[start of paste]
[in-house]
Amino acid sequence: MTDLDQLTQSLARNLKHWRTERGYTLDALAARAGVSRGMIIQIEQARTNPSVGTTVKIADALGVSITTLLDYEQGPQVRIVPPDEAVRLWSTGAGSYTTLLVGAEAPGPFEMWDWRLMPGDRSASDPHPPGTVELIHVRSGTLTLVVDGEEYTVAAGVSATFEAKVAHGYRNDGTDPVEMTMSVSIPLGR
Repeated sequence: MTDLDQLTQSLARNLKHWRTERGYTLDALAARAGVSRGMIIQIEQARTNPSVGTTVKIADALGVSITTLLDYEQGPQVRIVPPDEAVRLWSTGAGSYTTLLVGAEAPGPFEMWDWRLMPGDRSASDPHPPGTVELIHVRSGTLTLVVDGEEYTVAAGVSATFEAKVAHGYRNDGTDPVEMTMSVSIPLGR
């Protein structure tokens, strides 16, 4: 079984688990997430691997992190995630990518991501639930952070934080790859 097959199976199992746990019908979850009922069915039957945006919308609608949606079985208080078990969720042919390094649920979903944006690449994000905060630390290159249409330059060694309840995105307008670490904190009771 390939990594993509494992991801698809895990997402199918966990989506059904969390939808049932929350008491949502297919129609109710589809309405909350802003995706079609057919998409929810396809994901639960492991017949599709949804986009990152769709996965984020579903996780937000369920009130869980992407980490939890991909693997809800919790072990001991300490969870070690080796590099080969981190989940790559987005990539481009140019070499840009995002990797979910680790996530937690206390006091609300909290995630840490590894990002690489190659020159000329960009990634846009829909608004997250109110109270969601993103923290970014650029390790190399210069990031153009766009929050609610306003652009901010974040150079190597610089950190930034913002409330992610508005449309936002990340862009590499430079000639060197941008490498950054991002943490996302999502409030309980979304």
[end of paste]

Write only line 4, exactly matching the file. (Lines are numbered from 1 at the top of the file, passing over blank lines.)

């Protein structure tokens, strides 16, 4: 079984688990997430691997992190995630990518991501639930952070934080790859 097959199976199992746990019908979850009922069915039957945006919308609608949606079985208080078990969720042919390094649920979903944006690449994000905060630390290159249409330059060694309840995105307008670490904190009771 390939990594993509494992991801698809895990997402199918966990989506059904969390939808049932929350008491949502297919129609109710589809309405909350802003995706079609057919998409929810396809994901639960492991017949599709949804986009990152769709996965984020579903996780937000369920009130869980992407980490939890991909693997809800919790072990001991300490969870070690080796590099080969981190989940790559987005990539481009140019070499840009995002990797979910680790996530937690206390006091609300909290995630840490590894990002690489190659020159000329960009990634846009829909608004997250109110109270969601993103923290970014650029390790190399210069990031153009766009929050609610306003652009901010974040150079190597610089950190930034913002409330992610508005449309936002990340862009590499430079000639060197941008490498950054991002943490996302999502409030309980979304």